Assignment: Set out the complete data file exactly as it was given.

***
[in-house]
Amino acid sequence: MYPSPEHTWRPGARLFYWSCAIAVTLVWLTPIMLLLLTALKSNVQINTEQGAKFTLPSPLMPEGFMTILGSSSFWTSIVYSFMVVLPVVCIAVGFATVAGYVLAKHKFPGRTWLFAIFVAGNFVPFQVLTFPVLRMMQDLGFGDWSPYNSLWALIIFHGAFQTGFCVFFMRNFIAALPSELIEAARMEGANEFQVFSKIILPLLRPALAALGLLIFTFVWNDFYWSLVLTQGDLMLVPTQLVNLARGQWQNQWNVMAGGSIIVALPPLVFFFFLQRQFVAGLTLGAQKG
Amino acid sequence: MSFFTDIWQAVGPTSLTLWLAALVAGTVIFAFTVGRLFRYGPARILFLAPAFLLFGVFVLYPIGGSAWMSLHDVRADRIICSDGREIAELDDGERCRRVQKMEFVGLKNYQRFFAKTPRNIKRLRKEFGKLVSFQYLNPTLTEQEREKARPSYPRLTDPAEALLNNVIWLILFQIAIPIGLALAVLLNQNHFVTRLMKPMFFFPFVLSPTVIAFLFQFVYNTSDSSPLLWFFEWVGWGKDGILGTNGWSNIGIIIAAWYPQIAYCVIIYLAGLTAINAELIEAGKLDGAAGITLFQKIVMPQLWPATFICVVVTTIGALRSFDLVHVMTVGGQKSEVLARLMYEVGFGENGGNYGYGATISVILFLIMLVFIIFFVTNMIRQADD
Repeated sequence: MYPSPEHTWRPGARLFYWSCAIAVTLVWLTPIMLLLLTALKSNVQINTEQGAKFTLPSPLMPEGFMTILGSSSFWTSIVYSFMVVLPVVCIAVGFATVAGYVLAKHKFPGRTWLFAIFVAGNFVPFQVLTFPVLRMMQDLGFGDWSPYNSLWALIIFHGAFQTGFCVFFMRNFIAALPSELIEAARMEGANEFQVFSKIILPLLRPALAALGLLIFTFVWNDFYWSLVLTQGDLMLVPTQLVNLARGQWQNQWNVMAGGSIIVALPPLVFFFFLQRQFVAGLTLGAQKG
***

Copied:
[in-house]
Amino acid sequence: MYPSPEHTWRPGARLFYWSCAIAVTLVWLTPIMLLLLTALKSNVQINTEQGAKFTLPSPLMPEGFMTILGSSSFWTSIVYSFMVVLPVVCIAVGFATVAGYVLAKHKFPGRTWLFAIFVAGNFVPFQVLTFPVLRMMQDLGFGDWSPYNSLWALIIFHGAFQTGFCVFFMRNFIAALPSELIEAARMEGANEFQVFSKIILPLLRPALAALGLLIFTFVWNDFYWSLVLTQGDLMLVPTQLVNLARGQWQNQWNVMAGGSIIVALPPLVFFFFLQRQFVAGLTLGAQKG
Amino acid sequence: MSFFTDIWQAVGPTSLTLWLAALVAGTVIFAFTVGRLFRYGPARILFLAPAFLLFGVFVLYPIGGSAWMSLHDVRADRIICSDGREIAELDDGERCRRVQKMEFVGLKNYQRFFAKTPRNIKRLRKEFGKLVSFQYLNPTLTEQEREKARPSYPRLTDPAEALLNNVIWLILFQIAIPIGLALAVLLNQNHFVTRLMKPMFFFPFVLSPTVIAFLFQFVYNTSDSSPLLWFFEWVGWGKDGILGTNGWSNIGIIIAAWYPQIAYCVIIYLAGLTAINAELIEAGKLDGAAGITLFQKIVMPQLWPATFICVVVTTIGALRSFDLVHVMTVGGQKSEVLARLMYEVGFGENGGNYGYGATISVILFLIMLVFIIFFVTNMIRQADD
Repeated sequence: MYPSPEHTWRPGARLFYWSCAIAVTLVWLTPIMLLLLTALKSNVQINTEQGAKFTLPSPLMPEGFMTILGSSSFWTSIVYSFMVVLPVVCIAVGFATVAGYVLAKHKFPGRTWLFAIFVAGNFVPFQVLTFPVLRMMQDLGFGDWSPYNSLWALIIFHGAFQTGFCVFFMRNFIAALPSELIEAARMEGANEFQVFSKIILPLLRPALAALGLLIFTFVWNDFYWSLVLTQGDLMLVPTQLVNLARGQWQNQWNVMAGGSIIVALPPLVFFFFLQRQFVAGLTLGAQKG